Viewing posts tagged shakespeare
In Richard III, the deposed former queen, Margaret, widow of Henry VI, though notionally banished, continues to haunt the new Yorkist regime of Edward IV. She has no role anymore, no status. (In most theatre productions she literally has no role - she is cut from the play for time reasons). She is a defeated enemy. An enemy, moreover, who is directly responsible for the death of the new Yorkist king’s father. Even so, the Yorkists are content to let this relic of the defeated Lancastrians carry on perambulating around the court, snarling at them, cursing them, and wailing of her unjust plight at their hands. They occasionally grumble that she should be gotten rid of, but nobody does anything about it. Not even openly taunting and cursing the new queen, her replacement, can earn Margaret more than a verbal rebuke. Margaret haunts the outskirts of the play like a bad conscience, the bad conscience of all the other characters. That’s certainly how she thinks of herself: as a living rebuke to those whose triumph is also her desolation. And it’s hard not to think that they see her that way too, despite the fact that she has plenty to ...
1 year, 6 months ago
This should be read as, in some ways, a continuation of the previous instalment.
I, that am curtail’d of this fair proportion,
Cheated of feature by dissembling nature,
Deform’d, unfinish’d, sent before my time
Into this breathing world, scarce half made up,
And that so lamely and unfashionable
That dogs bark at me, as I halt by them;
Why, I, in this weak piping time of peace,
Have no delight to pass away the time.
Richard III, I, I
Used as the epigraph to Ben Aaronovitch's novelisation of 'Remembrance of the Daleks'
In Richard III, as I started to talk about last time (in Part 4), Richard draws upon his ‘deformity’ for an identity. As noted in a previous instalment, Richard is a narcissist (hardly an original observation) and a vital part of his narcissism is expressed in his concentration upon what he sees - or spins to us, the audience - as his own physical monstrosity. He concentrates on his physical ‘defects’, talking them up, poetically riffing on them and exaggerating them (if he were as monstrous as he says he is nobody would be able to look at him let alone accept him as colleague or husband) until ...
2 years, 2 months ago
There's a play called Sir Thomas More
. It is never performed, despite having bits in it written by Shakespeare. Every Shakespeare play is performed. Even the rubbish ones. Except Sir Thomas More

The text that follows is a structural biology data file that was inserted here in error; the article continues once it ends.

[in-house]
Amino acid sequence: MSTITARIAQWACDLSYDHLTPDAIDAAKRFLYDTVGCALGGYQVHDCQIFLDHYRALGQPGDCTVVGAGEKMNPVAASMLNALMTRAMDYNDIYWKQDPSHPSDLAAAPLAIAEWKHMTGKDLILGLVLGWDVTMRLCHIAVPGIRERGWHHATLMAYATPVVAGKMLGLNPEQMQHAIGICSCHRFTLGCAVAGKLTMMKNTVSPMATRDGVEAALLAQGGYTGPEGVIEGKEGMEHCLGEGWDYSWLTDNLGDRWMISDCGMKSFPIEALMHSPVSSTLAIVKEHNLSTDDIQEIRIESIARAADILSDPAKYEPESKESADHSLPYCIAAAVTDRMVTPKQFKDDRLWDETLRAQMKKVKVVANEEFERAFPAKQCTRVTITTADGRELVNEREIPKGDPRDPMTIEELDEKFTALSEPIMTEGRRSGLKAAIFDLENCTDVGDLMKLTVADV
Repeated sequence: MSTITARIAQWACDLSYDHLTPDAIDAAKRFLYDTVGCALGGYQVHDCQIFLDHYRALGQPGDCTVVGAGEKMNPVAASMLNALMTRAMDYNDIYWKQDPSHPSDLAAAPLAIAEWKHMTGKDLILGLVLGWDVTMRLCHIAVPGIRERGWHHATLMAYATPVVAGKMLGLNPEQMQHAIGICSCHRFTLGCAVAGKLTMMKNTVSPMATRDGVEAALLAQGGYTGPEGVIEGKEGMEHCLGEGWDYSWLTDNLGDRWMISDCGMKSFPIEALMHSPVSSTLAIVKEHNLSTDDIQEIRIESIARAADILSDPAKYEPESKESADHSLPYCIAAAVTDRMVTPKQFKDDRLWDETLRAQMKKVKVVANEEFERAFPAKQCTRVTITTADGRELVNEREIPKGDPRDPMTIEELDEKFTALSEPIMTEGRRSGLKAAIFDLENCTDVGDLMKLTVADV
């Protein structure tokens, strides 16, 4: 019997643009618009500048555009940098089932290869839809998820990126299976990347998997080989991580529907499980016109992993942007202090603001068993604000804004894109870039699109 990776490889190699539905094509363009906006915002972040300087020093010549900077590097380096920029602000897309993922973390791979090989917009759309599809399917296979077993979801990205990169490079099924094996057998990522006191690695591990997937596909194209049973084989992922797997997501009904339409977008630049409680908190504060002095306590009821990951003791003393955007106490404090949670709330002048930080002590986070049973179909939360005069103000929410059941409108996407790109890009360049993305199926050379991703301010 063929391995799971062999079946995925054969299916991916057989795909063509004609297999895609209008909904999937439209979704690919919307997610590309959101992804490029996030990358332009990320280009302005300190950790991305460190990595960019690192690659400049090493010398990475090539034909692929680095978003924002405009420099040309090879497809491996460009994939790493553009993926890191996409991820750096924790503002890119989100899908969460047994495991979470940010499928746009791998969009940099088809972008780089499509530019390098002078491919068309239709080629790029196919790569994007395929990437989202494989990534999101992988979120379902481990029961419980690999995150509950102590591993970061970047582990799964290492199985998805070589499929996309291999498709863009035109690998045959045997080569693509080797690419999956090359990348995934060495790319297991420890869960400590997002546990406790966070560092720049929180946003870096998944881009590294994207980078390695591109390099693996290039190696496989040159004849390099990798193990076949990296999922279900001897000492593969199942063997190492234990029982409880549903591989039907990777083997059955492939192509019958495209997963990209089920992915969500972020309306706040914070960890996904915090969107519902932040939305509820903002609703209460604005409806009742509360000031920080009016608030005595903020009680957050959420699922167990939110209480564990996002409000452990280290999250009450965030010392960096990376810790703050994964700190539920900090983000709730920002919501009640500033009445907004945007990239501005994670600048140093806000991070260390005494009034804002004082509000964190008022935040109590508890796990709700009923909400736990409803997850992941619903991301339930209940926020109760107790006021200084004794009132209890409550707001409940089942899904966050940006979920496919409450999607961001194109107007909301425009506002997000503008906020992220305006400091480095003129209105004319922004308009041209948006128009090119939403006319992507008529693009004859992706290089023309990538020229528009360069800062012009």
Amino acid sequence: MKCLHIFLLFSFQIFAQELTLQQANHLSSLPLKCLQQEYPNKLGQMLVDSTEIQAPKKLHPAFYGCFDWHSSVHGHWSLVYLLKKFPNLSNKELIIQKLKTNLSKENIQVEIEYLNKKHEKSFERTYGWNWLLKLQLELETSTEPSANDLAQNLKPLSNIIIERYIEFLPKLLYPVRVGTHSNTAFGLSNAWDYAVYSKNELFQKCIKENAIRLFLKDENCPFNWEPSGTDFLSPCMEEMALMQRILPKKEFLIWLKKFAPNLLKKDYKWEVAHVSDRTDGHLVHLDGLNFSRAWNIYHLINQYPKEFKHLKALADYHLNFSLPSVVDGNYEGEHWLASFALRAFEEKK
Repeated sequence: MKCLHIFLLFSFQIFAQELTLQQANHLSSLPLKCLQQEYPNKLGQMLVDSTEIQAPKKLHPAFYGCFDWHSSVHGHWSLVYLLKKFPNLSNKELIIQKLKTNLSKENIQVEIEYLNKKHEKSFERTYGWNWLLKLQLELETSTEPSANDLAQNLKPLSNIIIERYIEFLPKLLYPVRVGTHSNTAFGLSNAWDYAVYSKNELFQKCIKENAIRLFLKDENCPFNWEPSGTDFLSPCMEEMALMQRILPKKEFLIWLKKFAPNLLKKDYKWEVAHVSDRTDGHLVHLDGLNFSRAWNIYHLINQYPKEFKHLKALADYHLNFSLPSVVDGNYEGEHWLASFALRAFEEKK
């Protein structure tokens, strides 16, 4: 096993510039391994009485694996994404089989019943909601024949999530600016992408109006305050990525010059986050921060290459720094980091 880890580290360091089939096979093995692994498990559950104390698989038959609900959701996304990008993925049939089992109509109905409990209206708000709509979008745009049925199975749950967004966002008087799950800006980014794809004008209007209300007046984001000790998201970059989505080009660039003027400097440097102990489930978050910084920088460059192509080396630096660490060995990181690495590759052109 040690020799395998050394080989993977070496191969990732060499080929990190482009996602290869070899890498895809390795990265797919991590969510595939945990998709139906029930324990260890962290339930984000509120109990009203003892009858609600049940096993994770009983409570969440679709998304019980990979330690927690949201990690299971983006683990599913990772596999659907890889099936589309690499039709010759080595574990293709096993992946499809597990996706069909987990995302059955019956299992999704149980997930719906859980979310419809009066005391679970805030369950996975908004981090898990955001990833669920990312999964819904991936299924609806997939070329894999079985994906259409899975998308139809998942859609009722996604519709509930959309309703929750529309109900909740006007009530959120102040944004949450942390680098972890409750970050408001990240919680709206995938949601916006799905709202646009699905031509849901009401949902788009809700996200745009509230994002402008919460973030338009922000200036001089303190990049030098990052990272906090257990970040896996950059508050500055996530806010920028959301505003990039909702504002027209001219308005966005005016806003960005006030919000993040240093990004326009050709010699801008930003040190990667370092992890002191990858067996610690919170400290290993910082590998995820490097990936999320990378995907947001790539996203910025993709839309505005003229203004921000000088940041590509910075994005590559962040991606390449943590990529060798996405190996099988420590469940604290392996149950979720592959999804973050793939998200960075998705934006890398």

. Sir Thomas More is never performed, ever
. Not any more.
Actually, in academia and the theatre world, it is well known how the play spread like an infectious disease, from city to city, from continent to continent, barred out here, confiscated there, denounced by Press and pulpit, censured even by the most advanced of literary anarchists. No definite principles had been violated in its wicked pages, no doctrine promulgated, no convictions outraged. It could not be judged by any known standard, yet, although it was acknowledged that the supreme note of art had been struck in Sir Thomas More
, all felt that human nature could not bear the strain, nor thrive on words in which the essence of purest poison lurked. The very banality and innocence of the first act only allowed the blow to fall afterward with more awful effect.
Basically, anyone who has ever seen Sir Thomas More
performed has gone insane. (I'm not sure how ...
2 years, 3 months ago
What bloody man is that? It's bloody Jack Graham. Again.
The curtain rises on Shabcast 8. Listen and/or download here
Another Shabcast so soon? Yes, but don't get used to this kind of schedule. It's only happening because time is out of joint.
This time, myself and my actorly buddy Elliot Chapman
(returning guest from the Macra shabcast
, and Big Finish's new Ben Jackson
) discuss Shakespeare's great tragedy 'Macbeth' (we only shabcast about things that begin with 'mac'), and Shakespeare generally. We even say the word 'Macbeth' occasionally... hopefully without bringing too much theatrical ill-luck down upon ourselves. We chat as we watch the TV film of Trevor Nunn's legendary production from 1978, starring Ian McKellen and Judi Dench, and produced by Verity Lambert. The second most profound material she ever televised.
Elliot will be appearing in a production of 'Macbeth' soon to run in Redcliffe Caves in Bristol
, produced by Insane Root
as part of the Bristol Shakespeare Festival. Jack will be appearing in the kitchen soon to make himself an evil sandwich as part of a obscene, perverse ritual. Root for us insanely, and download our shabcast.